The Roots Canal (guest blog): How Rock Really BeganRoy Brown — Good Rockin’ Tonight
Wynonie Harris — Good Rockin’ Tonight
Roy Brown — Rockin’ at Midnight
In my last post, I promised you the first rock song. Yes, I know, that’s a pretty bold claim. But hey, I’m not afraid to go out on a limb.
In fact, Jim Dawson wrote a whole book on the subject called “What Was the First Rock’n’Roll Record?” where he listed 50 different candidates — apparently without choosing any one of them. I say “apparently” because I didn’t shell out the 60 bucks for a used copy of this out-of-print book. I did find a list of his 50 songs (I have 44 of them in my iTunes library) but I still don’t know what Jim wrote about them. (He emailed me that he’s hoping to bring out a new edition soon.)
Personally, I don’t think it’s such a tough call. I subscribe to Morgan Wright's point of view. Once you hear it, it becomes blindingly obvious: Rock’n’roll began at the exact moment when Wynonie Harris added a back beat to Roy Brown’s “Good Rockin’ Tonight.”
These three versions of the same song tell the whole story. First, listen to Roy Brown’s original jump blues from 1947. Brown was an unknown who actually offered the song to Harris, an established star, before he recorded it himself, but Wynonie turned it down until Brown’s version hit the charts. Roy had a strong, silky voice with a touch of quaver and phrasing that uncannily anticipates Elvis. You might even think he was an Elvis impersonator until you realize he started seven years earlier — which actually makes Elvis a Roy Brown impersonator!
When Wynonie covered “Good Rockin’ Tonight” that December (it was released in 1948), he did something that changed the history of music. “Good Rockin’ Tonight” was a satire of church people who weren’t just “rocking” (i.e., swaying to the music in church) but also “rocking” (i.e., dancing, and worse). Wynonie ratcheted up the satire a notch by adding a church rhythm, clapping hands on the back beat as they do in gospel. Listen to the back beat kick in, about 15 seconds into the song. That’s the sound of rock’n’roll being born.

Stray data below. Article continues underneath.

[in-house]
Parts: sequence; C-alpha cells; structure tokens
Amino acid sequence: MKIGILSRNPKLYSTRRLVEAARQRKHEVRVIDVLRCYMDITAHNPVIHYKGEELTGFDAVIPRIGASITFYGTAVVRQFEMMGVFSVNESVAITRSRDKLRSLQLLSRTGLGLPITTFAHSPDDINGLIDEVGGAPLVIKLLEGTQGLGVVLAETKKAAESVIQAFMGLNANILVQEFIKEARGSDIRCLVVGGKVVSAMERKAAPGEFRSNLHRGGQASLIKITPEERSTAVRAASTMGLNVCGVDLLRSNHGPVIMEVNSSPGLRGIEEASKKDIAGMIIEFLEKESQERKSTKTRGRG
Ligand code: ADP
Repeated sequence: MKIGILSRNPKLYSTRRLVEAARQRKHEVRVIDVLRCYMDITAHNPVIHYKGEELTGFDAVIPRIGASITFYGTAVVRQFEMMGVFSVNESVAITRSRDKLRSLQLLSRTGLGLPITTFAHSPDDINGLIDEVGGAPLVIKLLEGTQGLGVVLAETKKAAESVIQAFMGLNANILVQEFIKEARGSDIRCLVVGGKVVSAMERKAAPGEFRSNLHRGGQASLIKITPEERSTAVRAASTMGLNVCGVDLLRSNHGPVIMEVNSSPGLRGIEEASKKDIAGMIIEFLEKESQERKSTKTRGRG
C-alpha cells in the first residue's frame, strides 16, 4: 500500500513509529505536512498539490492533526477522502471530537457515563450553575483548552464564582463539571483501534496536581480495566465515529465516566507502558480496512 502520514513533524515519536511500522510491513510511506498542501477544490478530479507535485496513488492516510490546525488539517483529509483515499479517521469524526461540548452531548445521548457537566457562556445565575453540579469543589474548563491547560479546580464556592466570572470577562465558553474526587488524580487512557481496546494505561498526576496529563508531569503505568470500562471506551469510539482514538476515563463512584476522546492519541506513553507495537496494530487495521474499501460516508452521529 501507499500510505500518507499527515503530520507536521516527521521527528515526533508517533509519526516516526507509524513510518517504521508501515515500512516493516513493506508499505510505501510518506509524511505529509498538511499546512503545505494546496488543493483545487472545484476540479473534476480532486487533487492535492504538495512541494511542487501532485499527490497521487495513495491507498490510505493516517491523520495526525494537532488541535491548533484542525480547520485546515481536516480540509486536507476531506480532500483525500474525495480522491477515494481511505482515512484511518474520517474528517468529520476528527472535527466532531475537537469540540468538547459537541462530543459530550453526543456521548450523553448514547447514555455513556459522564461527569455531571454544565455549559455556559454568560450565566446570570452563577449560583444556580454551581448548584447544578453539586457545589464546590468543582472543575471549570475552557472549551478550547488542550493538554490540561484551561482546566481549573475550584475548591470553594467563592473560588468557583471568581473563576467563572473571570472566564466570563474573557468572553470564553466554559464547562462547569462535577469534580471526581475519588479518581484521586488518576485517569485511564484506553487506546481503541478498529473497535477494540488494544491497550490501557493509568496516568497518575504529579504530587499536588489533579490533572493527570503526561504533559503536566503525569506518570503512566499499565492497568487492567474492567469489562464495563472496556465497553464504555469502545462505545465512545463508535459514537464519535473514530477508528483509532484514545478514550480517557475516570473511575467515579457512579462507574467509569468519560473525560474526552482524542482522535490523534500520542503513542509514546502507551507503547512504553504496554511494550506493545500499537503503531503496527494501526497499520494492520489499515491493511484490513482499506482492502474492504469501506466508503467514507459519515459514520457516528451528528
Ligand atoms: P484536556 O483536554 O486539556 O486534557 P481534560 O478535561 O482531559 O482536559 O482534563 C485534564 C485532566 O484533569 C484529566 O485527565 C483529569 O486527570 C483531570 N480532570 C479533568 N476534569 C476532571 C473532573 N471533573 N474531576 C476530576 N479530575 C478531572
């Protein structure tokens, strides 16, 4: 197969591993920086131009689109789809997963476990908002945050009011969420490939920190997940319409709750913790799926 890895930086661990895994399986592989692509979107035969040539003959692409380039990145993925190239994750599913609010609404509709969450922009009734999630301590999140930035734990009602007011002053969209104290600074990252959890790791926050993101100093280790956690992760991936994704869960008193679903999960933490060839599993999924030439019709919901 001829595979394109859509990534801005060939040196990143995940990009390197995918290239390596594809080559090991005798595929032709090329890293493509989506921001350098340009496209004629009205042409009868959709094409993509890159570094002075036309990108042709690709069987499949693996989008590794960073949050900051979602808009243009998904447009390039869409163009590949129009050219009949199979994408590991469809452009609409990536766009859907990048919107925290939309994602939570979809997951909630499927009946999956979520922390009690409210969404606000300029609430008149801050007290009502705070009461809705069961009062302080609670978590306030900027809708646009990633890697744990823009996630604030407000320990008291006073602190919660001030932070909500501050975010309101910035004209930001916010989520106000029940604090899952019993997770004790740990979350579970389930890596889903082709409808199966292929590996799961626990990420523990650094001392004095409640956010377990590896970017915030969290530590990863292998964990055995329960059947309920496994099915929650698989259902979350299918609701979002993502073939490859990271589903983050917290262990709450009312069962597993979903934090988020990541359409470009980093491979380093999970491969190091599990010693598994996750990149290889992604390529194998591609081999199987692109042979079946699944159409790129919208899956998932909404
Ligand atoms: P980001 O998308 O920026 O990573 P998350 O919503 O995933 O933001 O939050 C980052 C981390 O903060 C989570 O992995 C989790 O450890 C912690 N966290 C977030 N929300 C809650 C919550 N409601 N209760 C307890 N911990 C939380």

“Good Rockin’ Tonight” was a mega-hit that sparked a wave of rockin’ R&B songs distinguished by a heavy back beat — hand-clapping at first, but before long laid down by the drummer. (You can still hear hand-clapping on the back beat as late as 1956 on Elvis’ “All Shook Up.”) The years from 1948 to about 1954 were the heyday of what could be called “adult rock’n’roll,” a wild, sexy music with a screaming saxophone, boogie-woogie piano, Texas-style blues guitar, an infectious rhythm emphasizing the back beat, and bluesy lyrics that could get pretty raunchy at times. White kids started listening to it from the very beginning, a few disc jockeys picked up on the new music, and Alan Freed named it “rock and roll” around 1951. It was already starting to go out of style on the R&B charts (in favor of doo-wop harmony groups) when white teenagers claimed it as their own and cleaned it up in the mid-1950s.
Rock’n’roll was already fully formed by the end of 1948. That December, Roy Brown re-recorded the same song with just a few words changed under the name “Rockin’ at Midnight.” Same tune, almost the same lyrics, and with the same hand-clapping on the back beat that Wynonie Harris had introduced.
But something really interesting happens about 45 seconds from the end. All of a sudden, Brown starts repeating the phrase “We’re gonna rock” over and over again with a hard-driving rock’n’roll rhythm behind him. Wild Bill Moore had only just recorded the original version of “We’re Gonna Rock, We’re Gonna Roll” in November, and Jimmy Preston wouldn’t even cut the original “Rock the Joint” (which is what Roy comes closest to, except he sings “We’re gonna rock this house” instead of “rock this joint”) until the following year.
That was it. Rock'n'roll was here to stay.
On Hoy Hoy, Morgan Wright nominates Roy Brown as the true founding father of rock'n'roll:
While others were rocking their boogies and jumping their blues, Roy Brown was writing songs and cutting records that were so far ahead of their time, it's as if he jumped into a time machine and left the 1940's, attended a Led Zeppelin concert, got dazed and confused, and went back to the 1940's, all shook up, and with a mission. Roy Brown took all the pieces of the puzzle and put them together into the first full-blown rock and roll.Oh, yeah. I almost forgot. “Good Rockin’ Tonight” made history one more time in 1954, as the second record released by a guy named Elvis. Here’s the bonus track:
Elvis Presley — Good Rockin’ Tonight
[Good Rocking Tonight: The Best of Roy Brown]
[Bloodshot Eyes: The Best of Wynonie Harris]
[Artist of the Century: Elvis Presley]